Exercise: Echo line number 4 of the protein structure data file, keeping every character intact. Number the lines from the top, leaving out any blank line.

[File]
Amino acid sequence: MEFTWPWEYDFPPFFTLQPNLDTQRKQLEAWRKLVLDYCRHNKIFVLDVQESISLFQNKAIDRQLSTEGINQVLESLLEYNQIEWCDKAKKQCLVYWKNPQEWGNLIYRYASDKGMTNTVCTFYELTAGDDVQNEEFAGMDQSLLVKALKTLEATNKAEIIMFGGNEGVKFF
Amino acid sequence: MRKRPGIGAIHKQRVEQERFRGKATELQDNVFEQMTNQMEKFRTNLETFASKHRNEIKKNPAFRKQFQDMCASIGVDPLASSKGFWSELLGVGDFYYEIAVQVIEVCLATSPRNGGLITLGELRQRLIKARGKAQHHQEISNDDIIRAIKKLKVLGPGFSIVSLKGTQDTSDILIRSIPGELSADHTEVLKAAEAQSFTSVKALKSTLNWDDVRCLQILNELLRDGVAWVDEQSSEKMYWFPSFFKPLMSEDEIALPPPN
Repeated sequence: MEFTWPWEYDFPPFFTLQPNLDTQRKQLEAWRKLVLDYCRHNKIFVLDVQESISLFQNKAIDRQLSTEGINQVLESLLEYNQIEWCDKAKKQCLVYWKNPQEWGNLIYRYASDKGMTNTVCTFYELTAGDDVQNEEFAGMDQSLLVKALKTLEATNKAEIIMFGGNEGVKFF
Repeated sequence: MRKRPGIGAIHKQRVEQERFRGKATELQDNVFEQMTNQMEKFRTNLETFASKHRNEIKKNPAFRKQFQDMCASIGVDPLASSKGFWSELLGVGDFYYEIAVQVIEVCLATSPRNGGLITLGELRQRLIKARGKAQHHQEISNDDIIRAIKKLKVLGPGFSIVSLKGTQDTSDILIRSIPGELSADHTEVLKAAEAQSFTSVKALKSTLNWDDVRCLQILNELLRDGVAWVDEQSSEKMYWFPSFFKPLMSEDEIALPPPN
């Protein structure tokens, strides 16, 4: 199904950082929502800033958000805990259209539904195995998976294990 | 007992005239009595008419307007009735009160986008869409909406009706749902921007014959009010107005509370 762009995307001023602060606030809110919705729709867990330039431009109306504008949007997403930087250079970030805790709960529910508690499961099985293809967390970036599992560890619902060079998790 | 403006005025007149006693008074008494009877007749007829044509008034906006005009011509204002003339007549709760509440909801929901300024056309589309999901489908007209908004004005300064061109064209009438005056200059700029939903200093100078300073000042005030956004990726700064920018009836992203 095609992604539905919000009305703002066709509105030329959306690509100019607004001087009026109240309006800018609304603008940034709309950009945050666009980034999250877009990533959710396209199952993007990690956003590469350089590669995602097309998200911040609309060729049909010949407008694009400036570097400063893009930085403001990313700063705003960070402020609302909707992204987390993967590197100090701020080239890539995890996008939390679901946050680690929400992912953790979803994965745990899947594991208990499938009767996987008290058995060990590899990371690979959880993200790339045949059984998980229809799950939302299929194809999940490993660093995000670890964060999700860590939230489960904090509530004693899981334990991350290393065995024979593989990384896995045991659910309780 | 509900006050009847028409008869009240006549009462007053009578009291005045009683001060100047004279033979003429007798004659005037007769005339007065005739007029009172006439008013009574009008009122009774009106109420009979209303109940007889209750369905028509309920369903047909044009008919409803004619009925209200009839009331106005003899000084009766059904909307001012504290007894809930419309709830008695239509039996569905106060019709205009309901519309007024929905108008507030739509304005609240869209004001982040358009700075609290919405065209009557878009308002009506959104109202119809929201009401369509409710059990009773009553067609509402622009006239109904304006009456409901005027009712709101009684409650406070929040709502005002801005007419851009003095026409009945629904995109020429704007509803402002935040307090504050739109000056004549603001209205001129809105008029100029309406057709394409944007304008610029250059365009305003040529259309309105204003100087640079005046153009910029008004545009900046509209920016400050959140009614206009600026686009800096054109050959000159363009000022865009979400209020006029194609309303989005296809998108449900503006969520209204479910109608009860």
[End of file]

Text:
Repeated sequence: MRKRPGIGAIHKQRVEQERFRGKATELQDNVFEQMTNQMEKFRTNLETFASKHRNEIKKNPAFRKQFQDMCASIGVDPLASSKGFWSELLGVGDFYYEIAVQVIEVCLATSPRNGGLITLGELRQRLIKARGKAQHHQEISNDDIIRAIKKLKVLGPGFSIVSLKGTQDTSDILIRSIPGELSADHTEVLKAAEAQSFTSVKALKSTLNWDDVRCLQILNELLRDGVAWVDEQSSEKMYWFPSFFKPLMSEDEIALPPPN